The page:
Diagram by Joshua McNichols
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Backyard Feast: How to rebuild urban soils (Diagram)

By Joshua McNichols, author of the Urban Farm Handbook

If you've ever gardened in the city, you've probably noticed our soil isn't so hot.

Sometimes you get lucky -- like when the former owner of your house used a mulching mower for 50 years. But more often, we urbanites are blessed with a thin layer of organic matter over compacted clay or sand. New gardens in Seattle sometimes thrive for a year or two, even without being amended. But then, when nutrients are exhausted, there's a year of disease and pests that can throw new gardeners into a funk.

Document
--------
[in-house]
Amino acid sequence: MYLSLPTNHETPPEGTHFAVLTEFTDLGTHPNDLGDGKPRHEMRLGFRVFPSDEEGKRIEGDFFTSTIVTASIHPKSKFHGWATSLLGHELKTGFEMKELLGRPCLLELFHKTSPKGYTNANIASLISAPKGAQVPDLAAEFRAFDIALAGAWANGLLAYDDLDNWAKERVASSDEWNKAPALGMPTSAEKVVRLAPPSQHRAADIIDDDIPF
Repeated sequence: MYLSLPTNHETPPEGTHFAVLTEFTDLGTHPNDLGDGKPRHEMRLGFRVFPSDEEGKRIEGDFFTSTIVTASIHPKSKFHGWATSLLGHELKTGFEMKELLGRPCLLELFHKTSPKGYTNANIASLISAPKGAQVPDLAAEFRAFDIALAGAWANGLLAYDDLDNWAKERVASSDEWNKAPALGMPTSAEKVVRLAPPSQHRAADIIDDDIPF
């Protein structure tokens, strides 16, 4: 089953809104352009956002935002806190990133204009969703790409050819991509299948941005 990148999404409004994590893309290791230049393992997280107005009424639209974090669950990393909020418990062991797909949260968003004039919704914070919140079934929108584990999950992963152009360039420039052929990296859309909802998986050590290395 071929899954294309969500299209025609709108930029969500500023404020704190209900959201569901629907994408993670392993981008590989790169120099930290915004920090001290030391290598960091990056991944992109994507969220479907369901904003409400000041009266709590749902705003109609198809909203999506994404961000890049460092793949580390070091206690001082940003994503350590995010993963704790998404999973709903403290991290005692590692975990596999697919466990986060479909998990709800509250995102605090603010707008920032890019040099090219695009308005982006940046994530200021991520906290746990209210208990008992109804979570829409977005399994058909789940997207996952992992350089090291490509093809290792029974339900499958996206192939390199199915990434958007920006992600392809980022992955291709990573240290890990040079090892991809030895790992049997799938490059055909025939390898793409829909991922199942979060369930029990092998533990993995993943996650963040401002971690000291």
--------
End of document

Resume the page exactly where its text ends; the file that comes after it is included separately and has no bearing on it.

A garden is only as healthy as its soil, and one of the first steps to creating a healthy garden is rebuilding your soil. Above is a handy chart to help you assess which strategies to employ. The first question is: How crazy do you want to be?

If you're unfamiliar with some of the techniques mentioned in this chart, don't fret. (What kind of fertilizer? What the heck is biochar?) When properly built, good soil is like a sponge. It sucks up moisture and nutrients and releases them slowly. It buffers your plants against stressors such as ill-timed fertilizer application and drought. And just as it buffers your plants against the extremes of nature, it also buffers them against mistakes you might make. Over time, the more effort you invest in your soil, the more forgiving it becomes.

Kind of like a marriage. You may choose to neglect it, but if you do, you'll pay in the end. :)

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